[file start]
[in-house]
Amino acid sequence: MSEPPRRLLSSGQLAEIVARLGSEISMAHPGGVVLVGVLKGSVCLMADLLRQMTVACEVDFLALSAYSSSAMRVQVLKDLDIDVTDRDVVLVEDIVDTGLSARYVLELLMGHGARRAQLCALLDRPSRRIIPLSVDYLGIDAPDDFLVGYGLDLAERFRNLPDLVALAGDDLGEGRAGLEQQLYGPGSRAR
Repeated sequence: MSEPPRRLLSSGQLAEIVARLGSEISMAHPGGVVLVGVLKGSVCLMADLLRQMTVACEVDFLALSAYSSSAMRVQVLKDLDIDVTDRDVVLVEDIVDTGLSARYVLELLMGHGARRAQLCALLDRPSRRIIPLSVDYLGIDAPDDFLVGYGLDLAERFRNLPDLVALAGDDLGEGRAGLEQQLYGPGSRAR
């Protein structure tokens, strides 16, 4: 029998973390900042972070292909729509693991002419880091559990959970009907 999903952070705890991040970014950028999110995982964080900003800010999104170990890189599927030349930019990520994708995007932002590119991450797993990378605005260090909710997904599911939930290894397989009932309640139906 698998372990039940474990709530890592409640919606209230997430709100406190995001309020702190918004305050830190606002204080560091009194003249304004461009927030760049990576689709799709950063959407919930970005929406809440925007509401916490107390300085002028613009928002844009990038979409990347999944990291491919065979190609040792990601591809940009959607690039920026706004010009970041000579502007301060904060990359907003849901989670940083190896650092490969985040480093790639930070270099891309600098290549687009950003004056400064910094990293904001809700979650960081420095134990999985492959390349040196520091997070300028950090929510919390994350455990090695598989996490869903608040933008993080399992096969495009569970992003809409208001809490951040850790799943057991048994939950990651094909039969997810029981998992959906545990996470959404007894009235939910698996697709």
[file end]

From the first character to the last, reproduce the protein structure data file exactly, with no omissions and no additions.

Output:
[in-house]
Amino acid sequence: MSEPPRRLLSSGQLAEIVARLGSEISMAHPGGVVLVGVLKGSVCLMADLLRQMTVACEVDFLALSAYSSSAMRVQVLKDLDIDVTDRDVVLVEDIVDTGLSARYVLELLMGHGARRAQLCALLDRPSRRIIPLSVDYLGIDAPDDFLVGYGLDLAERFRNLPDLVALAGDDLGEGRAGLEQQLYGPGSRAR
Repeated sequence: MSEPPRRLLSSGQLAEIVARLGSEISMAHPGGVVLVGVLKGSVCLMADLLRQMTVACEVDFLALSAYSSSAMRVQVLKDLDIDVTDRDVVLVEDIVDTGLSARYVLELLMGHGARRAQLCALLDRPSRRIIPLSVDYLGIDAPDDFLVGYGLDLAERFRNLPDLVALAGDDLGEGRAGLEQQLYGPGSRAR
């Protein structure tokens, strides 16, 4: 029998973390900042972070292909729509693991002419880091559990959970009907 999903952070705890991040970014950028999110995982964080900003800010999104170990890189599927030349930019990520994708995007932002590119991450797993990378605005260090909710997904599911939930290894397989009932309640139906 698998372990039940474990709530890592409640919606209230997430709100406190995001309020702190918004305050830190606002204080560091009194003249304004461009927030760049990576689709799709950063959407919930970005929406809440925007509401916490107390300085002028613009928002844009990038979409990347999944990291491919065979190609040792990601591809940009959607690039920026706004010009970041000579502007301060904060990359907003849901989670940083190896650092490969985040480093790639930070270099891309600098290549687009950003004056400064910094990293904001809700979650960081420095134990999985492959390349040196520091997070300028950090929510919390994350455990090695598989996490869903608040933008993080399992096969495009569970992003809409208001809490951040850790799943057991048994939950990651094909039969997810029981998992959906545990996470959404007894009235939910698996697709």